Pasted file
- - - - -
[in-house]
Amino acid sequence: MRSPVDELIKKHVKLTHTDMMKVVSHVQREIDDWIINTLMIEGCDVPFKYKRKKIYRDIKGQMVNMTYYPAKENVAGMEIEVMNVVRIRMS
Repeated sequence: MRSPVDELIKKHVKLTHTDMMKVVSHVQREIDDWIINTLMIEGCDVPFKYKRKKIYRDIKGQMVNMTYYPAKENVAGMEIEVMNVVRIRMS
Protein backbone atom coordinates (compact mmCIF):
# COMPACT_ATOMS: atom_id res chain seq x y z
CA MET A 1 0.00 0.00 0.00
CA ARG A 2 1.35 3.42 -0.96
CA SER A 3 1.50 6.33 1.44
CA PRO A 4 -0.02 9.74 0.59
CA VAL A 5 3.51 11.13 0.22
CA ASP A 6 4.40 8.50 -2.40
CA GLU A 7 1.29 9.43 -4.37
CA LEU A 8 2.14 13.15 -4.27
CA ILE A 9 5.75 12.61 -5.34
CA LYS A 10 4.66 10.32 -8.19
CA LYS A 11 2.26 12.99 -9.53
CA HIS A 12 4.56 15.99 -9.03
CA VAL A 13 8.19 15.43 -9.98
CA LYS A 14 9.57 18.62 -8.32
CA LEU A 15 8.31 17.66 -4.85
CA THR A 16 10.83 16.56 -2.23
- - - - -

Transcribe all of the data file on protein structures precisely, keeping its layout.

[in-house]
Amino acid sequence: MRSPVDELIKKHVKLTHTDMMKVVSHVQREIDDWIINTLMIEGCDVPFKYKRKKIYRDIKGQMVNMTYYPAKENVAGMEIEVMNVVRIRMS
Repeated sequence: MRSPVDELIKKHVKLTHTDMMKVVSHVQREIDDWIINTLMIEGCDVPFKYKRKKIYRDIKGQMVNMTYYPAKENVAGMEIEVMNVVRIRMS
Protein backbone atom coordinates (compact mmCIF):
# COMPACT_ATOMS: atom_id res chain seq x y z
CA MET A 1 0.00 0.00 0.00
CA ARG A 2 1.35 3.42 -0.96
CA SER A 3 1.50 6.33 1.44
CA PRO A 4 -0.02 9.74 0.59
CA VAL A 5 3.51 11.13 0.22
CA ASP A 6 4.40 8.50 -2.40
CA GLU A 7 1.29 9.43 -4.37
CA LEU A 8 2.14 13.15 -4.27
CA ILE A 9 5.75 12.61 -5.34
CA LYS A 10 4.66 10.32 -8.19
CA LYS A 11 2.26 12.99 -9.53
CA HIS A 12 4.56 15.99 -9.03
CA VAL A 13 8.19 15.43 -9.98
CA LYS A 14 9.57 18.62 -8.32
CA LEU A 15 8.31 17.66 -4.85
CA THR A 16 10.83 16.56 -2.23